But people are feeding more than their bellies.


This link to local can also be seen in the emotional DNA of the food delivery consumer. Leveraging our AI Anthropology engine, our platform identified the most dominant motivation as:


Food delivery consumers want to prove that they are active members of the community.


In essence, these consumers want to feel like they are an active and engaged member in their neighborhood. They believe their role as a consumer equates with civic engagement and they derive great pleasure from socializing with shopkeepers and other customers.


Local community is important.


With this understanding, it is no surprise that consumers have voiced concerns about food delivery apps overcharging restaurants, and gone as far as creating anti-food app apps like Not-Ubereats.com.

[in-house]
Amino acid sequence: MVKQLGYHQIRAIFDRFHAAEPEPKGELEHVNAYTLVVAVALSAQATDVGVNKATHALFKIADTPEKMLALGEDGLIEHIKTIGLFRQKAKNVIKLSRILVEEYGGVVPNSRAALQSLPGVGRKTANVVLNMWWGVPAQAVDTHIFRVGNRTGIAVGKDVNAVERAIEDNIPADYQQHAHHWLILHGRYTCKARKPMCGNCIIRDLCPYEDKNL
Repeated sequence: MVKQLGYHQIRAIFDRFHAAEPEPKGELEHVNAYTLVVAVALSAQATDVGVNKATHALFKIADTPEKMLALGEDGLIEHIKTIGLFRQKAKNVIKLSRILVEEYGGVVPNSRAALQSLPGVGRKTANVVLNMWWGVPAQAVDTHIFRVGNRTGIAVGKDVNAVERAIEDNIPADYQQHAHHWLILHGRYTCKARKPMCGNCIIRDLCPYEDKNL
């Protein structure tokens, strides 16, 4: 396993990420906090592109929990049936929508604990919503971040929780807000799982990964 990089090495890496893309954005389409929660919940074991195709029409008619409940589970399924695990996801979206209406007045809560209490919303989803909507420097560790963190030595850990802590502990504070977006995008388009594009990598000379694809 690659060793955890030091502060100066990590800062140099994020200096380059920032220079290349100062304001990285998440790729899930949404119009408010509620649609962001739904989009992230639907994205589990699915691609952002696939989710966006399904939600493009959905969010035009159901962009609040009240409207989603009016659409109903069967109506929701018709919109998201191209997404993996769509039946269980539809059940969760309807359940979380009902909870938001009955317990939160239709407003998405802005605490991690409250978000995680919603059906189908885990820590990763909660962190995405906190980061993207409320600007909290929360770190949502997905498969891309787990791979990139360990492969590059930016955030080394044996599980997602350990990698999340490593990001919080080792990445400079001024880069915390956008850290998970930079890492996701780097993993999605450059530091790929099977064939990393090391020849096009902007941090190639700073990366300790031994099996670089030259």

But there is also a selfish and more intrinsic motivation at play. Namely, that food delivery can also play a key role in helping consumers feel socially superior.


These are people who pride themselves on being one step ahead of everyone else. Food delivery services don’t just help them feed their bellies. The ability to quickly, easily and regularly try new foods and then share their experience (either verbally or through social media) allows them to reinforce how interesting they are.



The key ingredients to Food Delivery


In addition to understanding the macroculture, and the key emotional drivers of the consumer, we can leverage the MotivBase Platform to identify the microcultures that are shaping the future of food delivery.


Three key microcultures presented themselves.


Businesses that solve for these microcultures will have a competitive advantage over their competitors.